The #1 Ranked Brand Name in Decorative Concrete Color, Texture and Performance Systems
Makers of Chemicals and Aggregates for the Concrete Industry
A leader in concrete and masonry accessories
Accounts Receivable/Payables Specialist, Greenville, SC
Our associate profile this month is of Cindy Green, an Accounts Receivable/Payables Specialist in our Accounting office in Downtown Greenville. Cindy was born in Simpsonville, SC and graduated from Laurens District 55 High School. She is engaged to Steve Barton and has three children, Steven, Brandon, and Shane. Her hobbies are crocheting, crafting, and spending time with her five grandchildren. Before joining us three years ago Cindy had worked Park Sterling Bank and Kemet Electronics. Cindy’s willingness to jump in and help with anything has made her a great addition to our team.
The management article for this month is entitled: Top 10 Tips for Smart Email Communication. I posted this article recently on LinkedIn and it got a lot of comments, likes, and shares. If you didn’t see it on LinkedIn, check it out here. (By the way, if you are active on LinkedIn please check out the New South Construction Supply page as well as my page. Lots of good info is on both sites.)
November’s Management Article
Top 10 Tips for Smart Email Communication
By Skip Prichard
Realize that email is not private. Not only can your company’s IT department access it, but you also never know to whom your messages might be forwarded— accidentally or intentionally. Avoid discussing sensitive information or writing anything negative unless it’s specifically requested by your boss and/or supported by fact.
Maintain a consistent professional persona. You can achieve this by crafting friendly, polite, and grammatically correct messages. Because you can’t rely on voice or nonverbal cues, always reread your emails to make sure the message you are sending is professional and clear. Don’t get too cutesy with your emoticons or acronyms (LOL, BRB).
Keep emails short and to the point. Make sure to include\ an informative and specific subject line (for example, don’t just call the message “Update”). Begin with a call to action that encourages the person to read the message (starting with the word you usually does the trick). Put your key message up front, and if the information you must communicate is longer than two to three paragraphs, attach a document with the relevant details.
Use email to reinforce in-person conversations. Summarize meetings, impart helpful information (for example, FYI—For Your Information”—messages), or respond appropriately to an important issue (for example, CYA—“Cover Your Ass”—messages) via email to reinforce face-to-face discussions you have with colleagues.
Don’t use email as a forum to express displeasure or criticize. Do these things in person rather than take the easy way out. If you must highlight a problem in an email, be positive and solution-oriented.
Use email sparingly. Carbon copy (CC) your boss only on messages that clearly demonstrate you are doing your job. Avoid sending him thousands of emails unless you want him to stop reading them.
Use flags and read receipts. When sending an important message, draw attention to it in some way so that the recipient is not tempted to ignore it.
Be courteous. In general, it is considered rude to email a question to anyone sitting within ten feet of you. Make an effort to speak to these people face to face.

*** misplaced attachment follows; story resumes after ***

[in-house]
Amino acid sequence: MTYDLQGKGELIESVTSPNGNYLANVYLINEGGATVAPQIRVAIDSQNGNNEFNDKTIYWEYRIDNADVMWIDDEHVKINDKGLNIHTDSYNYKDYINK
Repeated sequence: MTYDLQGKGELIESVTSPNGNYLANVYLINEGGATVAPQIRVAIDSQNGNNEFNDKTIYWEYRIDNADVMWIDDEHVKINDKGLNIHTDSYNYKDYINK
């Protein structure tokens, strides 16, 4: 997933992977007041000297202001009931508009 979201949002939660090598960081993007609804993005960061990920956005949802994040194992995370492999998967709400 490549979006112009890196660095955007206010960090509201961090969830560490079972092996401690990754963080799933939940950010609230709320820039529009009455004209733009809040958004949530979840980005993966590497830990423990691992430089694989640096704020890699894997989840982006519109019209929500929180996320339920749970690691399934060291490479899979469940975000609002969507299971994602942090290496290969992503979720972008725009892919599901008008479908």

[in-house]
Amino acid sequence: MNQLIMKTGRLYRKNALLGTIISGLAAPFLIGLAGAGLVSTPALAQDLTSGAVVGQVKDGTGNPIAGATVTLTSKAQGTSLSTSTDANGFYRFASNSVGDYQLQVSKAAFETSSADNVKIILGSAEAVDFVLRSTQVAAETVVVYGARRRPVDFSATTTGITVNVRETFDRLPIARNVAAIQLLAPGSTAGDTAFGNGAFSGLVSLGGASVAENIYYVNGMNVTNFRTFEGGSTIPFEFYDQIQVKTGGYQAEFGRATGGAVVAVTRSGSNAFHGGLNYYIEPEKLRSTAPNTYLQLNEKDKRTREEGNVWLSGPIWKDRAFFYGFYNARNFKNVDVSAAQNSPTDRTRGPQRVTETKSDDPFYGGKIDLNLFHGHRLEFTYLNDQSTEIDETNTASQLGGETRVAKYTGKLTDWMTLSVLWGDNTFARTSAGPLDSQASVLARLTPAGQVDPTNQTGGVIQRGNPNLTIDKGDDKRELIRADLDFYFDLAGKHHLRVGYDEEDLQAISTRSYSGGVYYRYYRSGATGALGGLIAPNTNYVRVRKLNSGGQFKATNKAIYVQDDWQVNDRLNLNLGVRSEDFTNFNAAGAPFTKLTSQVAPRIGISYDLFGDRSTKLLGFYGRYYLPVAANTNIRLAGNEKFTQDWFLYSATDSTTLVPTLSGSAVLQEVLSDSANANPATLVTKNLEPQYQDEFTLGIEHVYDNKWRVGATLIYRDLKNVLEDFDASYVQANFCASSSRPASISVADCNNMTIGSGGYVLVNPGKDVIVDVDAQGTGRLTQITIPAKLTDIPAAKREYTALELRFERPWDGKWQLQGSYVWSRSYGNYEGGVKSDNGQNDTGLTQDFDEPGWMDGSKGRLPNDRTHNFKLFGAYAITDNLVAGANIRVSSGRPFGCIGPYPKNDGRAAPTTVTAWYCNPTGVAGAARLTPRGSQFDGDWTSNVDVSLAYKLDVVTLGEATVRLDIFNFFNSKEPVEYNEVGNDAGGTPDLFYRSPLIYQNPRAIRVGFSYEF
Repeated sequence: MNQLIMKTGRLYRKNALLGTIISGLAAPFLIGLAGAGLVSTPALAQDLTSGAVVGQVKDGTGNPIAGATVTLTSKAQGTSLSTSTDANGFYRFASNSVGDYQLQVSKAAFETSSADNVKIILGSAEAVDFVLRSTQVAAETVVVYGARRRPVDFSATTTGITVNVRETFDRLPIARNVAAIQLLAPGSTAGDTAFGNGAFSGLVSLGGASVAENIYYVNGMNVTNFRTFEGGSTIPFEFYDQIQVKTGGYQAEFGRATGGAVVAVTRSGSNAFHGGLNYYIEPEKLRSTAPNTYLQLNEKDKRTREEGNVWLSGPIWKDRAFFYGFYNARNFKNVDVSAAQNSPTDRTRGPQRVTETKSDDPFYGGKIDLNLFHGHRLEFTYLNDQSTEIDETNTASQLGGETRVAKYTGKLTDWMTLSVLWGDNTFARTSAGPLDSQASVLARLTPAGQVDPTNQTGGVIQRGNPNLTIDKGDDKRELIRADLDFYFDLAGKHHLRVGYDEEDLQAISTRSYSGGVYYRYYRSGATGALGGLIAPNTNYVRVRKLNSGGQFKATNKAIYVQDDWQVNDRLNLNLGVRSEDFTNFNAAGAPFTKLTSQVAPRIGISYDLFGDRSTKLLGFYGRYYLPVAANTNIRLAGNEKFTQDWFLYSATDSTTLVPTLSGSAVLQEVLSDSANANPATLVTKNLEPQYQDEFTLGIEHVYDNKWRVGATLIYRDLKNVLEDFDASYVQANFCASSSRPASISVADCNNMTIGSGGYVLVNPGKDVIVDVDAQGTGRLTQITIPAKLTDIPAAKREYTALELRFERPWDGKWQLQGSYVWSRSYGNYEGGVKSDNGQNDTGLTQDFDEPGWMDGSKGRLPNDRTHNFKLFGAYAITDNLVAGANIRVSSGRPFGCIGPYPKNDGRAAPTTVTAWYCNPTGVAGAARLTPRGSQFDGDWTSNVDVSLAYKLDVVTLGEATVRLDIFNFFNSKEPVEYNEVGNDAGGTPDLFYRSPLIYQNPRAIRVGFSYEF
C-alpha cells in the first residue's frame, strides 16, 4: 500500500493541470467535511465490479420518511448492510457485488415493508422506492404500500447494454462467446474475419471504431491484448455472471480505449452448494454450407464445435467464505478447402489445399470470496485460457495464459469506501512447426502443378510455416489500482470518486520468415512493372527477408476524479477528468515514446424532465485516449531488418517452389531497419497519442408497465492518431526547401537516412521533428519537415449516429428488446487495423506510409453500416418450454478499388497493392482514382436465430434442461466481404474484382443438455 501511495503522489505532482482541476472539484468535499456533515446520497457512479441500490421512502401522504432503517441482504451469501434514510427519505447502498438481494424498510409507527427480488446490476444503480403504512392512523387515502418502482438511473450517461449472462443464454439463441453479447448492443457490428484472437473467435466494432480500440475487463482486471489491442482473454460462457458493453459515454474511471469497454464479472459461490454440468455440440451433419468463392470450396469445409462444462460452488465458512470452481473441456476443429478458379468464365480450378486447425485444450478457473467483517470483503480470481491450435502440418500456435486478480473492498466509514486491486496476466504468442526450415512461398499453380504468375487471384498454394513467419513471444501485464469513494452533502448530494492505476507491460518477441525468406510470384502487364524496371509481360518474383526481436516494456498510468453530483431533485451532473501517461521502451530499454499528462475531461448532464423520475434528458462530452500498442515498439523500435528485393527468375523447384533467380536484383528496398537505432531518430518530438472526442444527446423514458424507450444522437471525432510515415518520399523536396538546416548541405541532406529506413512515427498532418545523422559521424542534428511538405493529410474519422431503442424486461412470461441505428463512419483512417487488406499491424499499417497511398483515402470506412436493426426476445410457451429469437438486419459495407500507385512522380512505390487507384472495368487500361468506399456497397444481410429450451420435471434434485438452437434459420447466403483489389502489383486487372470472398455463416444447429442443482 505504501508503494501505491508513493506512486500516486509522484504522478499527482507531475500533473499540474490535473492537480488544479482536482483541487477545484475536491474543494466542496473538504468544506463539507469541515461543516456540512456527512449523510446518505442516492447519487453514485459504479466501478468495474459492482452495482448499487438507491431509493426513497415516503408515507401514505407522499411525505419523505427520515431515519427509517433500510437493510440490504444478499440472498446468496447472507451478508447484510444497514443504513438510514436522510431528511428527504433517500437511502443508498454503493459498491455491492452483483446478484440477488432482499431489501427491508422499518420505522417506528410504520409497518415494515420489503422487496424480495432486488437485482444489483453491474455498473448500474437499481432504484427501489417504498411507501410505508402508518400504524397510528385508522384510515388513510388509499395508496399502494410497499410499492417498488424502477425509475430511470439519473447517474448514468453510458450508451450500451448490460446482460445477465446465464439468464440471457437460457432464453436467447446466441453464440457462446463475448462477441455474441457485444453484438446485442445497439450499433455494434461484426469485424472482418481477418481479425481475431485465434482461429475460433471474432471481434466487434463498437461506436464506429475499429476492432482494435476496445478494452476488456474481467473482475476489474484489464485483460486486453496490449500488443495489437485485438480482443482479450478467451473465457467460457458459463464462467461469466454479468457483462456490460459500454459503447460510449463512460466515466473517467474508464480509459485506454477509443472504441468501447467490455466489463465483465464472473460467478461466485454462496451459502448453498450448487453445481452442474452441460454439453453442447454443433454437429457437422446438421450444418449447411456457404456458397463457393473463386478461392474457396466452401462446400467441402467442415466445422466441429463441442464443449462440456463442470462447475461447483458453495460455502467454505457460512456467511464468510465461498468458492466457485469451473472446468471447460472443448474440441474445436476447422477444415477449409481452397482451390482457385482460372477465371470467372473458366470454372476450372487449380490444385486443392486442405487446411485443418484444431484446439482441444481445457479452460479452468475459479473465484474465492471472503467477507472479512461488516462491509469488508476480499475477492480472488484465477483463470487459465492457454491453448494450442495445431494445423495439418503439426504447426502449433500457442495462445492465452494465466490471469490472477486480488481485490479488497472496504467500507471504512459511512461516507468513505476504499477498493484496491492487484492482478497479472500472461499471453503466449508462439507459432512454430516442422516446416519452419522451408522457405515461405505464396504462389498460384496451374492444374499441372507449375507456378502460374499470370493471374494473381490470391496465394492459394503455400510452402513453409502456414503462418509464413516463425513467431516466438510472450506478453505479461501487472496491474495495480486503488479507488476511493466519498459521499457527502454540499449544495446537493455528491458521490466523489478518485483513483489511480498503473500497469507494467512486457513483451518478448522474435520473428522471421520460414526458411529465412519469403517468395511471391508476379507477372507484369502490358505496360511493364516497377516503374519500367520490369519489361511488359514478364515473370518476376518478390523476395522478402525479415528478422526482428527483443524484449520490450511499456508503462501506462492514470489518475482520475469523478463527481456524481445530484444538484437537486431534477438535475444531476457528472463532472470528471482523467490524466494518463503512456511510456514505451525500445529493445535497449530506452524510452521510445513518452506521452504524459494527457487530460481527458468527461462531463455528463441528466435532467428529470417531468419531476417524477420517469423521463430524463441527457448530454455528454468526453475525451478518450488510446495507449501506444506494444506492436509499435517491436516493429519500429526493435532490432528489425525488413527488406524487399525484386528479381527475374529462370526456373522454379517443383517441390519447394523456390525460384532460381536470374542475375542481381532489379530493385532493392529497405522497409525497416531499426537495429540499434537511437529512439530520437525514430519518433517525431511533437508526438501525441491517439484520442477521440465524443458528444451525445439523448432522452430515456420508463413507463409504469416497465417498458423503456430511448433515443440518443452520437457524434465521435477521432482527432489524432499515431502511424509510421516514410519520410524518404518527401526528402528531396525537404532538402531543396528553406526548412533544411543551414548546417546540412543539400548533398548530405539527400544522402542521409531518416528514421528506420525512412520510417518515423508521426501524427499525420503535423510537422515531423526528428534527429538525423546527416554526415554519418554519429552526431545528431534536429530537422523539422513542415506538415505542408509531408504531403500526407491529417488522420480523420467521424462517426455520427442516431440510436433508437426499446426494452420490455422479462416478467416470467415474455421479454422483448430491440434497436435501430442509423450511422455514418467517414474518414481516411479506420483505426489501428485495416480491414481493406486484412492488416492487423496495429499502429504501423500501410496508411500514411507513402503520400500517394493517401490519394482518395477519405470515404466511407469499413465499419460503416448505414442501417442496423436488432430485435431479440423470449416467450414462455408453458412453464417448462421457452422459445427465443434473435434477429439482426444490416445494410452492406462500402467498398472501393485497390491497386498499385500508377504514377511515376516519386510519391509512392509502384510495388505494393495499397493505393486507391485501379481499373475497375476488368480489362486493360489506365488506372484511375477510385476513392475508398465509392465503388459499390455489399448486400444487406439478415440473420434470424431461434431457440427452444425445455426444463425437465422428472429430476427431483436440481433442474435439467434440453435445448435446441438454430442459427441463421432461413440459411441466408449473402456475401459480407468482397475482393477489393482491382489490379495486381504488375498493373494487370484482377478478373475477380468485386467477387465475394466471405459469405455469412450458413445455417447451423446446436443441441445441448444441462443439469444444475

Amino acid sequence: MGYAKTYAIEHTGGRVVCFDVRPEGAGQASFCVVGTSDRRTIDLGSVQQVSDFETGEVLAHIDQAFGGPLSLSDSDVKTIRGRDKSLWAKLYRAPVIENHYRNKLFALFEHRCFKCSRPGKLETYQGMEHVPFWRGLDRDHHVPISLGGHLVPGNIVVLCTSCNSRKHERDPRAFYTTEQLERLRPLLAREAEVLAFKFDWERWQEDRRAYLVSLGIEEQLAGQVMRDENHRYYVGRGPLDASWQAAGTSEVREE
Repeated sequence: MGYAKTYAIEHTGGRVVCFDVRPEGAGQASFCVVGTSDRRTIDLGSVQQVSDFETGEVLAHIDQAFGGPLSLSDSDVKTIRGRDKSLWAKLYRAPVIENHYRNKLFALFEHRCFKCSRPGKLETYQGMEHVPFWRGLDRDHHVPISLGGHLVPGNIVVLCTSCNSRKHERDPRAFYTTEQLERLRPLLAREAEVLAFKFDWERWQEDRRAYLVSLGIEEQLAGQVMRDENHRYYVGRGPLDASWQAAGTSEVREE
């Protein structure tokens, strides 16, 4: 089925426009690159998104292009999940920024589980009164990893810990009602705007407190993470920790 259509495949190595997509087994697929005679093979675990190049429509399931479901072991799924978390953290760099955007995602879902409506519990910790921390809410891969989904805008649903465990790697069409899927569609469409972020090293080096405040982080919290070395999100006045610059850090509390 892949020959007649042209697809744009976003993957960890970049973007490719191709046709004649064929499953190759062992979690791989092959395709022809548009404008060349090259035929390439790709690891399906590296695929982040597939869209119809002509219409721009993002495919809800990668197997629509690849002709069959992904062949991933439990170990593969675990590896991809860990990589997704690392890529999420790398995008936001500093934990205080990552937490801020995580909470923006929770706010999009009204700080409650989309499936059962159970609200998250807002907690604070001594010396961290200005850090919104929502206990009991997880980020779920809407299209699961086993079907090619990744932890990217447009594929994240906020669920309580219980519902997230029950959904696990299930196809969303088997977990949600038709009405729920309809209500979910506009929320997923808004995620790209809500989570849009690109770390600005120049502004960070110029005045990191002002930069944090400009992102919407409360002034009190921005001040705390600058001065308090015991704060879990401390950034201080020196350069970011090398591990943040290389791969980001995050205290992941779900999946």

Know what you are sending before you send it. Before hitting Reply, carefully read an email in its entirety. If it’s preceded by a series of messages, make sure to read and understand the whole string first.
Keep personal emails personal. If you want to send personal emails at work, set up a separate account. Don’t forward too much non-work-related content to your work friends unless they also qualify as real friends.
Finally, in the spirit of Thanksgiving we want to give a shout out to Jeanette Brezeale, our Accounting Manager for leading our partnership with Meals on Wheels. Below is a brief interview with Jeanette about this very worthwhile program.
Q: How did you hear about this program and Meals on Wheels?
A: Our upcoming partnership with Meals On Wheels is the highlight of the year for me! I did not have any previous experience with Meals On Wheels but knew of them from other community connections…I reached out to the MOW volunteer coordinator to discuss the corporate partnership program further and found it to be a great opportunity for our teams.
Q: Why is giving back to the community important?
A: There are so many benefits to serving that benefit self, but even more important is to support and build community. Being of service to others has always been important to me. As a child I often depended on the good will of others and I believe that is where my heart for serving began. The NSCS team is made up of some of the best folks with the biggest hearts. My hope is to tap into that through serving together to not only positively impact our community but to also build camaraderie within our organization. I serve a local organization that advocates for victims of sexual abuse, and the relationships that I have formed with fellow volunteers has positively impacted my personal and professional life. Serving others is the biggest gift that we can give each other, and I’m super excited to serve alongside the NSCS team.
Thanks, Jeanette for spearheading this very worthy cause.
In closing, I want to again wish all our customer and suppliers a great Thanksgiving holiday and a strong end to this year.
President & CEO 864-263-4377 (Direct Line)
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Author of The Real Business 101: Lessons From the Trenches
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